Everyone may have had time to drink water and eat, such as continuous outpatient service, surgery or endoscopy… What if hypoglycemia faints? This is going to be a big deal. Therefore, some people have come up with a good way: drink.
Doctors also have a safe, efficient and readily available [artifact]-glucose injection. As the saying goes, [a doctor who has not drunk glucose is not a good doctor].
Think back to nutrition. Carbohydrates are one of the necessary nutrients for the human body and provide the necessary energy for the human body, so drinking glucose seems to be no problem.
However, there seems to be something wrong-
How much sugar did we drink?
I often popularize a popular science point of view: considering the actual consumption, sugar is more harmful to health than trans fat-especially beverages, and the sugar content in a bottle of many beverages is close to or exceeds the recommended limit standard.
The glucose injection we often [drink] is generally 5% ~ 10% glucose, which is similar to common beverages:
Isn’t sugar the carbohydrate on the label? The sugar content of these beverages is about 10%. The sugar in cola on the left accounts for only 9% of the daily reference intake, while the sugar in iced black tea on the right accounts for only 3% of the daily intake-is 30 servings enough for a day’s energy?
Give the answer first:
First of all, 26.5 g in the left cola label refers to the amount in [one portion] (250ml), this bottle is [2 portions], the total sugar content is 53g, while 9.7 g on the right refers to the content in 100ml, and the total sugar content in one bottle (500ml) is 48.5 g;
Secondly, this label is in line with the national standard, but when calculating the [nutrient reference value], sugar is taken as carbohydrate, and the recommended intake of the latter (NRV is calculated according to 300 g carbohydrate per day) is used as the benchmark.
Think back to the original biochemistry textbook-
Sugars, Sugars and Carbohydrates
Sugar, sugar and carbohydrate, even many doctors can’t distinguish.
In daily life, people call sweet substances extracted or prepared from sugarcane, beet, corn, wheat and other grains [sugar]. Chemically, people name aldehydes and ketones with multiple hydroxyl groups in their molecules [sugar].
The substances covered by these three concepts intersect, but are not exactly the same.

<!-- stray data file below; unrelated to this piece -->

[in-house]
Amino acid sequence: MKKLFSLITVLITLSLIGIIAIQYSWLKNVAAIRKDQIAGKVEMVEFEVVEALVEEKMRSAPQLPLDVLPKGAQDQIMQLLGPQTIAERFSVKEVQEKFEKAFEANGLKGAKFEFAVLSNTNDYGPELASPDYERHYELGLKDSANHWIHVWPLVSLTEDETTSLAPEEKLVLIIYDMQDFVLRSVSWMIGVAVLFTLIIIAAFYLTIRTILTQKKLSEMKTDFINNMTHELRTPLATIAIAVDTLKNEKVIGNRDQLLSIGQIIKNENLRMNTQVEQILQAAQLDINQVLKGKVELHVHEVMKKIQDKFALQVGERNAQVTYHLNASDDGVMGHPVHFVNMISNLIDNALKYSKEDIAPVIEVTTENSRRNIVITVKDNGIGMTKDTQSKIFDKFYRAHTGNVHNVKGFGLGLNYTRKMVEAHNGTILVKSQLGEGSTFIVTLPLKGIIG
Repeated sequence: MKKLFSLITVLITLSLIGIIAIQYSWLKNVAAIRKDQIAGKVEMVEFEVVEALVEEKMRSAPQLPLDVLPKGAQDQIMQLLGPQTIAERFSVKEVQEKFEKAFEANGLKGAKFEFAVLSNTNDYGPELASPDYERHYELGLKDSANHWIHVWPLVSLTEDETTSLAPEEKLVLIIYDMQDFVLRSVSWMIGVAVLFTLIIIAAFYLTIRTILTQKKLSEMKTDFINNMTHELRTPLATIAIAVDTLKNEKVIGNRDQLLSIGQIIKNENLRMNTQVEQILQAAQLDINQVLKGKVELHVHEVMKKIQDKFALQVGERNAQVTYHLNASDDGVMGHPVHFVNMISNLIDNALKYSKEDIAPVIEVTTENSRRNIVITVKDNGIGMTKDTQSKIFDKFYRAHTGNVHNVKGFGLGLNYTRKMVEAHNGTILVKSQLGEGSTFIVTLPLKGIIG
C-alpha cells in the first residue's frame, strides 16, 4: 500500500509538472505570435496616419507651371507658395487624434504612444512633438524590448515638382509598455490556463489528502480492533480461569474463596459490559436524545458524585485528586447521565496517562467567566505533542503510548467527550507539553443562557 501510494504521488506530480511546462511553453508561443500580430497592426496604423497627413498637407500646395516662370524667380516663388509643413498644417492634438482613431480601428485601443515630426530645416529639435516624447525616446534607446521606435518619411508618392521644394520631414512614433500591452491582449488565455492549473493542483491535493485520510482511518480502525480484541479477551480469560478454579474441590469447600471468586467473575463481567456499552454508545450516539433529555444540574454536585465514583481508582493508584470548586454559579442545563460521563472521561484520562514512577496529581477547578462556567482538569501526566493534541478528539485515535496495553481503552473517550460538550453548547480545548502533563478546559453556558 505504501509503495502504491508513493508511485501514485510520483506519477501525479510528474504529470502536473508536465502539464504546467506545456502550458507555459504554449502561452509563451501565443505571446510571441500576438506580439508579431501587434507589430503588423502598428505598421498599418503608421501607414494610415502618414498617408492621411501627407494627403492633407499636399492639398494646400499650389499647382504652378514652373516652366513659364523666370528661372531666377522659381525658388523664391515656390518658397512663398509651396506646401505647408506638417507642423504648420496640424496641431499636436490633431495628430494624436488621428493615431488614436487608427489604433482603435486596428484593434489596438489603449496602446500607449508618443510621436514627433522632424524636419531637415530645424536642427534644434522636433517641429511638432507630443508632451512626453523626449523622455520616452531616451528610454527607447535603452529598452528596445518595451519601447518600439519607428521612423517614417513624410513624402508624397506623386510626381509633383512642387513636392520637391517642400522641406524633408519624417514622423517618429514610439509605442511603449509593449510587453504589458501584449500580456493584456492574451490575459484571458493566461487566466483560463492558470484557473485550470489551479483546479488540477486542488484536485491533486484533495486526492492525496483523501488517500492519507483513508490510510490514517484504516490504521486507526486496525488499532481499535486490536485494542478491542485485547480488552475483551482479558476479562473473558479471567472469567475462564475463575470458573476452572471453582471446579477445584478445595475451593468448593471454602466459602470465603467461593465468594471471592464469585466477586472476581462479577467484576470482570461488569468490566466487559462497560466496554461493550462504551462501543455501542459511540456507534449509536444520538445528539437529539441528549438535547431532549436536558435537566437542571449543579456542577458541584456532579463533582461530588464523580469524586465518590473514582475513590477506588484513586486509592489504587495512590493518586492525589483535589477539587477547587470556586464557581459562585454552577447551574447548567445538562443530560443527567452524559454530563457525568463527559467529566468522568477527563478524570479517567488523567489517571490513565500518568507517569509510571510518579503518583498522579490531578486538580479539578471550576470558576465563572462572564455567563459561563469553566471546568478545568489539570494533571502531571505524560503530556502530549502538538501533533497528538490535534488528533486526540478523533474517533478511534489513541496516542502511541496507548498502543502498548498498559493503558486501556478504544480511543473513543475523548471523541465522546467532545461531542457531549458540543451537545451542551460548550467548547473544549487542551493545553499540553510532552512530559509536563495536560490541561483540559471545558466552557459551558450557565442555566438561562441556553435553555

Carbohydrate refers to nutrients composed of carbon, hydrogen and oxygen. Generally speaking, the ratio of hydrogen to oxygen in them is 2: 1, which is the same as water. Historically, people used to think of them as compounds composed of carbon and water.
Later, scientists found that the state of hydrogen and oxygen in these substances has nothing to do with water, and the claim [carbohydrate] is unreasonable. In addition, some substances that conform to this composition pattern are not such nutrients, and some such nutrients do not conform to this composition pattern.
Because the meaning of the name [carbohydrate] does not conform to scientific facts, scientists are trying to replace it with a more reasonable name. Chemically, these nutrients are formed by monosaccharides and condensation of monosaccharides, so they are called [sugars]. In Chinese textbooks, [carbohydrate] has been replaced by [sugars].
However, in the food and nutrition industry (including the official documents of regulatory agencies), the term “carbohydrate” is still used. And [sugar] is often confused with [sugar].
Calling what is only a convention, and what it means is fundamental. Whether it is called [sugar] or [carbohydrate], the most important thing for us is-
Different carbohydrates have far-reaching effects.
Carbohydrates mainly include the following:
Sugar: In English labels, it is indicated by [sugar]. They include a single [polyhydroxy aldehyde and ketone] molecule (i.e. [monosaccharide]) and [disaccharide] formed by condensation of two monosaccharide molecules.
Glucose, fructose and galactose are the most common monosaccharides, while sucrose, lactose and maltose are the most common disaccharides. Honey, brown sugar, crystal sugar, maltose, high fructose syrup, corn syrup and rice syrup are the commercial states of monosaccharides and disaccharides from different sources.